I haven’t, however, written about Ronald Reagan on ConservativeHome before now, so the next section will contain a couple of charts…
Ronald Reagan and the State
In his first inaugural address, Ronald Reagan took time to attack the fiscal trends that preceded him. “But great as our tax burden is, it has not kept pace with public spending,” he said. “For decades, we have piled deficit upon deficit, mortgaging our future and our children's future for the temporary convenience of the present.”
President Reagan’s proposed solution was, more or less, to “starve the beast” — to use tax cuts to limit government spending. As he put it in another address in 1981, “we can lecture our children about extravagance until we run out of voice and breath. Or we can cure their extravagance by simply reducing their allowance.”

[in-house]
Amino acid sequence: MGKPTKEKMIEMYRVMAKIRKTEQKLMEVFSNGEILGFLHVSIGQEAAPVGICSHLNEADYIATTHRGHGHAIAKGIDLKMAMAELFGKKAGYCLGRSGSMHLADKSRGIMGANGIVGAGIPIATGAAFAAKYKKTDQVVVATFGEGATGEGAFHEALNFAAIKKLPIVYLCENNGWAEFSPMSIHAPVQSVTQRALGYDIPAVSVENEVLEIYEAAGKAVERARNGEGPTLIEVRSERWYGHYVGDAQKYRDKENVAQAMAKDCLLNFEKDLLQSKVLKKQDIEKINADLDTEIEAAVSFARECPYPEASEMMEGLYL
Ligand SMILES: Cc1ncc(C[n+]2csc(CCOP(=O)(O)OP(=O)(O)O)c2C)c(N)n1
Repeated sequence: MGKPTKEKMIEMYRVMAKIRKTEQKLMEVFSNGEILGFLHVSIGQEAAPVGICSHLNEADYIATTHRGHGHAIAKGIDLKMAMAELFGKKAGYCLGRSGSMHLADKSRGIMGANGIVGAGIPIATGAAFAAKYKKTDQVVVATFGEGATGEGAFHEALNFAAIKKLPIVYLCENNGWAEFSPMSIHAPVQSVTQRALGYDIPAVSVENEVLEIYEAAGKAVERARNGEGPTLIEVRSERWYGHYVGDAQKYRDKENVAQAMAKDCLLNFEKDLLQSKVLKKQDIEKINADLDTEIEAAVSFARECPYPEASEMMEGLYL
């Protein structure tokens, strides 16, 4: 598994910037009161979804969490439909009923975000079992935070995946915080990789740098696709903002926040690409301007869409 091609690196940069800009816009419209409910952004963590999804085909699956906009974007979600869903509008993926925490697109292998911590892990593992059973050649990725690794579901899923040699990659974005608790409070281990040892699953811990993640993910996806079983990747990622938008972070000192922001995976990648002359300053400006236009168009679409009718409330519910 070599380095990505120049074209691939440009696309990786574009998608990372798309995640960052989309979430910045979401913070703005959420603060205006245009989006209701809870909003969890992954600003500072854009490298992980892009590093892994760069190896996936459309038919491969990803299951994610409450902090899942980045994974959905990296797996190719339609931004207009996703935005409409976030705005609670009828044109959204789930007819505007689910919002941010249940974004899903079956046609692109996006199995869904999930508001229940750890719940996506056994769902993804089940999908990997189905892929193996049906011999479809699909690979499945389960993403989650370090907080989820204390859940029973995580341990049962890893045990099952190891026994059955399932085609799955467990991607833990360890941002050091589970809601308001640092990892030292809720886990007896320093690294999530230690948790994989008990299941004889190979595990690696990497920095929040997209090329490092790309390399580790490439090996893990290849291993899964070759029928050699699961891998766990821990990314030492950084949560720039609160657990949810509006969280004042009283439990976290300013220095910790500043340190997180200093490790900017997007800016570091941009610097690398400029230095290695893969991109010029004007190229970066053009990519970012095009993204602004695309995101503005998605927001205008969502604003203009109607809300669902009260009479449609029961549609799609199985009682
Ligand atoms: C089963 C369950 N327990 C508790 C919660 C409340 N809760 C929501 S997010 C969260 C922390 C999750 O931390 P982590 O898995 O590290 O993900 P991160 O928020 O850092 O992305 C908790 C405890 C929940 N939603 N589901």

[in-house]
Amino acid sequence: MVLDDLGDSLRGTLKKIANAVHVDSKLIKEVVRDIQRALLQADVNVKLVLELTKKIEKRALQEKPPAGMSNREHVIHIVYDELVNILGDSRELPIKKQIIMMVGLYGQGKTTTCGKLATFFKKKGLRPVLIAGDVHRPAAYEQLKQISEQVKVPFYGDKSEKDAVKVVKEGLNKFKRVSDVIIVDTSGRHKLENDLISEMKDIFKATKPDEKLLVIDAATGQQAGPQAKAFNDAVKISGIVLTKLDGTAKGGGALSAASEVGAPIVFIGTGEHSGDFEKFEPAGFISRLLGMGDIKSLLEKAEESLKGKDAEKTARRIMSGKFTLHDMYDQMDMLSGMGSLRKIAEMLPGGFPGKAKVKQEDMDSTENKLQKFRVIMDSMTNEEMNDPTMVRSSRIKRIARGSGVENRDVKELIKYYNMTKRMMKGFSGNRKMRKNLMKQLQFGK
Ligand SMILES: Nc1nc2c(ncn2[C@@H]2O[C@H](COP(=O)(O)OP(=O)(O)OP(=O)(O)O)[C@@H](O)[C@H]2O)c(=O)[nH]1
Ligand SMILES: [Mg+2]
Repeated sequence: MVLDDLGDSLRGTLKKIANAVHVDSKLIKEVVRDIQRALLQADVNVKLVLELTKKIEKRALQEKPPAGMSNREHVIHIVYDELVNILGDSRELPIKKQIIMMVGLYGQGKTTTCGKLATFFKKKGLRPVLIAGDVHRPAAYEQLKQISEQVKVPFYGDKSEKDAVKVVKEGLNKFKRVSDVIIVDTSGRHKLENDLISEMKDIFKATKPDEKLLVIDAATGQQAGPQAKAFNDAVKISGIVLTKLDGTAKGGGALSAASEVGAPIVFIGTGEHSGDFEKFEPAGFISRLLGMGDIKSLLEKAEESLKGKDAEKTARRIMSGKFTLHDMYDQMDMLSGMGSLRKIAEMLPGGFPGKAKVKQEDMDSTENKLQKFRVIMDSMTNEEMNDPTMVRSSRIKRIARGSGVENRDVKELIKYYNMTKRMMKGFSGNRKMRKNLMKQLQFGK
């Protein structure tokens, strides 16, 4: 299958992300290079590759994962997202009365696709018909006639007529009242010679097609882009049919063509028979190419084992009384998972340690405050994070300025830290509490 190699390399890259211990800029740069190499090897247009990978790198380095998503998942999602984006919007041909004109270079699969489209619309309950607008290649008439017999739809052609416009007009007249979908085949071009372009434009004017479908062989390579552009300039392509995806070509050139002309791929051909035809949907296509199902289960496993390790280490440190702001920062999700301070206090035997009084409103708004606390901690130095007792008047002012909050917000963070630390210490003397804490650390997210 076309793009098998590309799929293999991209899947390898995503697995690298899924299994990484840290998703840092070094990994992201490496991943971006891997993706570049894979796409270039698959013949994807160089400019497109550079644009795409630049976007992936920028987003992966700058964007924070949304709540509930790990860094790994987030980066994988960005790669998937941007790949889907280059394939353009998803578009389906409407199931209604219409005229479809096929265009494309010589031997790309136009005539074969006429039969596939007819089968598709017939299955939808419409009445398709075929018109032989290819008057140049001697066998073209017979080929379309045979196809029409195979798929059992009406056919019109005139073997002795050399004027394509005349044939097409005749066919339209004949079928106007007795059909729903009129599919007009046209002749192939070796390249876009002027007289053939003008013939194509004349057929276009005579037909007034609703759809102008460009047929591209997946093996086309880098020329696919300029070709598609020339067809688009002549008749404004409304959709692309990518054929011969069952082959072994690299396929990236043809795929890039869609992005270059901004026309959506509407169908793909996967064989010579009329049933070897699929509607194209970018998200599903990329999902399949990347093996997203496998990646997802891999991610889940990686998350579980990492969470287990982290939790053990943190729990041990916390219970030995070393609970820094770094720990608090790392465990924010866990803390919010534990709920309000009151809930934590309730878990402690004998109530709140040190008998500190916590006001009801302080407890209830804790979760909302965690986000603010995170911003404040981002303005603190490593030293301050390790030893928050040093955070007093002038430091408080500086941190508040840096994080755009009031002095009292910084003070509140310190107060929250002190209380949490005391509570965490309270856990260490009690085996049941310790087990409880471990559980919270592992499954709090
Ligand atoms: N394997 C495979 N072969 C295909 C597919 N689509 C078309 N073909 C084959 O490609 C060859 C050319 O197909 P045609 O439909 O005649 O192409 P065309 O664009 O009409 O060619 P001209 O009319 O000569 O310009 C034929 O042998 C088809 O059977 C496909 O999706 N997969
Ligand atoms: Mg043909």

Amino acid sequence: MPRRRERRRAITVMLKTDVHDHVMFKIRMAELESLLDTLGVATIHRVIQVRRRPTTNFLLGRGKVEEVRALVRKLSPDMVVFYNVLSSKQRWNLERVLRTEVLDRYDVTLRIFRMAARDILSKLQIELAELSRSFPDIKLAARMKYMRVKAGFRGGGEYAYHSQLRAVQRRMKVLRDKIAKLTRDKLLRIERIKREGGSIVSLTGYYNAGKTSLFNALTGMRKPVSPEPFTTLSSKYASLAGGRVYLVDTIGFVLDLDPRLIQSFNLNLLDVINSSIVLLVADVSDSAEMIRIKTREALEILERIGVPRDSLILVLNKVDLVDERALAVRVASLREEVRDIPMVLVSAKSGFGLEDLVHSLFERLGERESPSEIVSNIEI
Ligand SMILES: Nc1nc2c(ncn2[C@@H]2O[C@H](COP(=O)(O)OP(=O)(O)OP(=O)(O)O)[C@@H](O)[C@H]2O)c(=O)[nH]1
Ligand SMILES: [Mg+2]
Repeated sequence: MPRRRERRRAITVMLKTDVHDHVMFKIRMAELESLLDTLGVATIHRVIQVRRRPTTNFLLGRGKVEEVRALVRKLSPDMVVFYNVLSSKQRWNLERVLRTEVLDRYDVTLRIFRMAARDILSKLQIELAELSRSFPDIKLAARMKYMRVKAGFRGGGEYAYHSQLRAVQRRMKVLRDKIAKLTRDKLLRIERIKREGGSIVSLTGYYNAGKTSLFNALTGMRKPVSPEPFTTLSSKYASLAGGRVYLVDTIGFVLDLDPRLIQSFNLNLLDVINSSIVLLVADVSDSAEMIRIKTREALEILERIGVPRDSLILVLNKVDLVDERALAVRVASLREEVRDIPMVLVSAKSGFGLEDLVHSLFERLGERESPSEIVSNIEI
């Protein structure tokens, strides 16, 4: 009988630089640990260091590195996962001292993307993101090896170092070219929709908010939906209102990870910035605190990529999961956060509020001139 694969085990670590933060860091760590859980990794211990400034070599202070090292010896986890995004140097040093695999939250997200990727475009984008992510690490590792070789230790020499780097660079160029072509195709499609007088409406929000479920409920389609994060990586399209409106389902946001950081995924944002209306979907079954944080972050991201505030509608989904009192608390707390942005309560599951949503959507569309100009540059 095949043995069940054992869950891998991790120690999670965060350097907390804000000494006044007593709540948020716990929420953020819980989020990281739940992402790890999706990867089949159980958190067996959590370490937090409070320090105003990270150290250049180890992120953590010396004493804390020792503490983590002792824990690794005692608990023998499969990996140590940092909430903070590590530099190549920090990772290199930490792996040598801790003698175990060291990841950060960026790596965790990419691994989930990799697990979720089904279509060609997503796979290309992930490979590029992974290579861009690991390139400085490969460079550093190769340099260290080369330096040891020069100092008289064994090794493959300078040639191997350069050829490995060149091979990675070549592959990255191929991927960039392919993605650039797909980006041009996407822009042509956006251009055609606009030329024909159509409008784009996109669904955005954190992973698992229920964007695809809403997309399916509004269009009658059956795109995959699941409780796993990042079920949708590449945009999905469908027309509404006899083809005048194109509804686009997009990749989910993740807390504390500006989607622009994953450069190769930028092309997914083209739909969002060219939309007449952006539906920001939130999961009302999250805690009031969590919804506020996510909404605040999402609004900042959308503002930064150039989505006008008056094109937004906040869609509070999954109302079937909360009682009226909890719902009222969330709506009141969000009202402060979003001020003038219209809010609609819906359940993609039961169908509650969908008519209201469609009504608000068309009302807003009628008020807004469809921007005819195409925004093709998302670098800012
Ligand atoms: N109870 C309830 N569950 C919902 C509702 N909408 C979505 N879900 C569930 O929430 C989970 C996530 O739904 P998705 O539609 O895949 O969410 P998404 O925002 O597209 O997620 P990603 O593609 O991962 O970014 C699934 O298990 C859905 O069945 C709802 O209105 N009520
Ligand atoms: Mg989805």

So how did he do? Judging by this graph, not very well. It shows — in real terms — the outlays, tax receipts and deficits of federal government (i.e. that part of government that the President technically has control over; spending is also controlled at state and local levels) during the Reagan years. Turns out that all three increased:
Indeed, as Steven F. Hayward argued in a though-provoking article last year — entitled “Modernizing conservatism” — President Reagan’s early eagerness to “starve the beast” by cutting tax rates may have been self-defeating in a wider context: